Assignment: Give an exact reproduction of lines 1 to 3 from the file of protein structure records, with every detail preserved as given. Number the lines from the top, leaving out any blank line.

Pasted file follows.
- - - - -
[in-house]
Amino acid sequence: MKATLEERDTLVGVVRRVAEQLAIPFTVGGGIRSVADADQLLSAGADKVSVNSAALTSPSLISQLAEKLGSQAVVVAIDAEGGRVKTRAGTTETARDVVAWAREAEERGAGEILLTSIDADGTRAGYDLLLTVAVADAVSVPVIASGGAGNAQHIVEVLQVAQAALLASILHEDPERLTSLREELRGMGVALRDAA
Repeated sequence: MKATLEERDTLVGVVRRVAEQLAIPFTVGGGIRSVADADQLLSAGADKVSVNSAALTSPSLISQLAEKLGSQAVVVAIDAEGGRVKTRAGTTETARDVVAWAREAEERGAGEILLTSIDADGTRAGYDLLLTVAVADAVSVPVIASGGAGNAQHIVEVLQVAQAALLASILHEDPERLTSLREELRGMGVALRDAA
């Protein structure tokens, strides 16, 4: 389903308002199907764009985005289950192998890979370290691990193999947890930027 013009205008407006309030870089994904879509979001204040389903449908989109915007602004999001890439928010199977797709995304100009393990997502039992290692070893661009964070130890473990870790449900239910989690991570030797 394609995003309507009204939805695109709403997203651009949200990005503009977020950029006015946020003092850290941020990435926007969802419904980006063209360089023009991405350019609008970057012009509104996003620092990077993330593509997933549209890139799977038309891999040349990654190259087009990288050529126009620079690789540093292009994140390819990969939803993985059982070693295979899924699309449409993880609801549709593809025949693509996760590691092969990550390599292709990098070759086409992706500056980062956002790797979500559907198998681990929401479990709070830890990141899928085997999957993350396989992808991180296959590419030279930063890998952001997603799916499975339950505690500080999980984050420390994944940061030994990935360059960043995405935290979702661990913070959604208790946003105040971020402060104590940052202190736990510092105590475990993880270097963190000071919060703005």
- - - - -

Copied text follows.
[in-house]
Amino acid sequence: MKATLEERDTLVGVVRRVAEQLAIPFTVGGGIRSVADADQLLSAGADKVSVNSAALTSPSLISQLAEKLGSQAVVVAIDAEGGRVKTRAGTTETARDVVAWAREAEERGAGEILLTSIDADGTRAGYDLLLTVAVADAVSVPVIASGGAGNAQHIVEVLQVAQAALLASILHEDPERLTSLREELRGMGVALRDAA
Repeated sequence: MKATLEERDTLVGVVRRVAEQLAIPFTVGGGIRSVADADQLLSAGADKVSVNSAALTSPSLISQLAEKLGSQAVVVAIDAEGGRVKTRAGTTETARDVVAWAREAEERGAGEILLTSIDADGTRAGYDLLLTVAVADAVSVPVIASGGAGNAQHIVEVLQVAQAALLASILHEDPERLTSLREELRGMGVALRDAA